As a further refinement, holding periods of one, three, five and 20 years were also analyzed. The research results (not reported in this article) for the one-year period showed a poor relationship with expected returns, but the findings for all the other periods were consistent with the findings for the ten-year periods.

Although the above analysis represents an update to and extension of an earlier study by Jeremy Grantham's GMO, it was also considered appropriate to replicate the study using dividend yields rather than PEs as valuation yardstick. The results are reported in Diagrams B.1, B.2 and B.3 and, as can be expected, are very similar to those based on PEs.

Based on the above research findings, with the S&P 500 Index's current ten-year normalized PE of 20.3 and ten-year normalized dividend yield of 2.1%, investors should be aware of the fact that the market is by historical standards expensive. As far as the market in general is concerned, this argues for unexciting long-term returns, possibly a "muddle-through" trading range for quite a number of years to come.

Although the research results offer no guidance as to calling market tops and bottoms, they do indicate that it would not be consistent with the findings to bank on above-average returns based on the current ten-year normalized valuation levels. As a matter of fact, there is a distinct possibility of some negative returns off current price levels.

Tuesday, March 30, 2010

global (not) warming, CO2, the death of truth, and Ocean acidification

A while back, I was debating AGW (anthropogenic global warming) with Randy McDonnell, and brought up the ocean acidification issue. At the time I didn't know anything about it and it was a little "off topic", so I swept it under the rug at the time. Now, as AGW is increasingly less relevant, due to intellectual fraud amongst many of its principal investigators, and clear lack of scientific evidence, the "War on Carbon" is setting its sights on "ocean acidification", which is just more BS. So, this one's for you Randy!

The Next Big Thing

In environmental politics, it'll be 'ocean acidification'
Written By: James Taylor

Publication date: 03/29/2010
Publisher: The Heartland Institute
Remember you read it here first: The Next Big Thing in environmental politics will be “ocean acidification.”

That was assured this month when the U.S. Environmental Protection Agency caved in to to the bullying tactics of enviro pressure groups, and proclaimed that EPA regulators will use the Clean Water Act to remedy a problem that doesn’t exist.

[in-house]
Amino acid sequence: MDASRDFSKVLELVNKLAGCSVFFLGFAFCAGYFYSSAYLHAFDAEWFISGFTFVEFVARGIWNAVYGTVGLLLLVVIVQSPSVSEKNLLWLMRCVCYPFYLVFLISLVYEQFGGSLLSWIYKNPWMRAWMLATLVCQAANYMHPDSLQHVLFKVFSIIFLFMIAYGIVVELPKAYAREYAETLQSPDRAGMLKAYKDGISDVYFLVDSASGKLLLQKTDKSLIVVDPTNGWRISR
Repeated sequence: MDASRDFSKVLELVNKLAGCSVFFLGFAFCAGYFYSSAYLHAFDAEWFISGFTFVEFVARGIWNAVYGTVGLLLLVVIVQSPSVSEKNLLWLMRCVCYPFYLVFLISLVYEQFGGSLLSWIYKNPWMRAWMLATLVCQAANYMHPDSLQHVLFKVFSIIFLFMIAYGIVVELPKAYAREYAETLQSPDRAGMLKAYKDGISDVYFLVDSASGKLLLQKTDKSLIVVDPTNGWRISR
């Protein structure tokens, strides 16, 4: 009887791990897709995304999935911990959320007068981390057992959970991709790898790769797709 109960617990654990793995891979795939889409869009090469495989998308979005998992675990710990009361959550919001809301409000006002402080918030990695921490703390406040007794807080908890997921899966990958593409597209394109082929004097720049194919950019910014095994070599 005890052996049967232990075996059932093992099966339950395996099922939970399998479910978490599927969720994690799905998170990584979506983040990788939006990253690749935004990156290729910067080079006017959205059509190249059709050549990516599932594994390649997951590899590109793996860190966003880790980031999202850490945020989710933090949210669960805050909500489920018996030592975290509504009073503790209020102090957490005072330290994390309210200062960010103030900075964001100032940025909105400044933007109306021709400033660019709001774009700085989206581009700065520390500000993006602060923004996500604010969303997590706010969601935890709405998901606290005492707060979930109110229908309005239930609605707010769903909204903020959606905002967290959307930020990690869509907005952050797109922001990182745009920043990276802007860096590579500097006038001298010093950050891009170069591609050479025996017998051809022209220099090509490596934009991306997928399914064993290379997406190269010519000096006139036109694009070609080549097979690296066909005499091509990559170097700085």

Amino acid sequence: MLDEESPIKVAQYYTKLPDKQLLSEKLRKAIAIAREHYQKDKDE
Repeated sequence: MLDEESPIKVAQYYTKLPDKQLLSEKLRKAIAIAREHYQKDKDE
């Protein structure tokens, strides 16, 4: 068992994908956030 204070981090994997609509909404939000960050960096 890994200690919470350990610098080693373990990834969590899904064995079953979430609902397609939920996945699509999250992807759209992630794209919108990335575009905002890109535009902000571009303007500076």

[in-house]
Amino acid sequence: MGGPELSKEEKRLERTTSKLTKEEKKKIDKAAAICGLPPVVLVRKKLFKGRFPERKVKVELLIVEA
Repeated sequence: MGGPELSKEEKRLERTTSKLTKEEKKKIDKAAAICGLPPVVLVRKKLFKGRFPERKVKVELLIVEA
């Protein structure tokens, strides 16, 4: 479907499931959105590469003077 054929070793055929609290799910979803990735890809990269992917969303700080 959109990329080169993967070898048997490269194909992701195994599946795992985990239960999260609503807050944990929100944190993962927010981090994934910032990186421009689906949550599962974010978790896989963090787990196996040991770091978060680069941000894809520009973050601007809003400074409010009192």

The EPA’s decision came in response to a lawsuit alleging the agency should have required the state of Washington to designate its marine waters as impaired by rising acidity. But in doing so, the EPA ignored sound science and did a disservice to Washington citizens.  read the rest of the article


Global Warming Benefits Outweigh Harms

Written By: Walter Cunningham

Published In: Environment & Climate News > April 2010
Publication date: 03/09/2010
Publisher: The Heartland Institute


[Editor’s note: This is the third article in a series by scientist/astronaut Walter Cunningham, who was the pilot of the Apollo 7 space mission and possesses a master’s degree in physics. Cunningham has served on the Advisory Board for the National Renewable Energy Laboratory.]

Without the greenhouse effect to keep our world warm, the planet would have an average temperature of minus 18 degrees Celsius. Because we do have it, the temperature is a comfortable plus 15 degrees Celsius.

Other inconvenient facts ignored by the activists: Carbon dioxide is a non-polluting gas that is essential for plant photosynthesis. Higher concentrations of CO2 in the atmosphere produce bigger crop harvests and larger and healthier forests--results environmentalists used to like.

There are legitimate reasons to restrict emissions of pollutants into the atmosphere. Recycling makes sense and protecting the environment is good for everyone. But we should not fool ourselves into thinking we can change the temperature of the Earth by doing these things. more


Jesse Ventura  puts the SMACKDOWN on the AGW conspiracy



California Warming Law will Kill Jobs, Concludes Nonpartisan Report

James M. Taylor - March 11, 2010

Proponents of California’s greenhouse gas reduction law used flawed economic models to assert the bill will create more jobs than it kills, concludes ...http://www.heartland.org/environmentandclimate-news.org/article/27220/California_Warming_Law_will_Kill_Jobs_Concludes_Nonpartisan_Report_.html
And finally, I'm copying and pasting this entire article covering intellectual and moral fraud, not just in the AGW camp, but everywhere in the US right now.  I thought it was an important piece by a respected journalist, and I urge everyone to read the whole thing.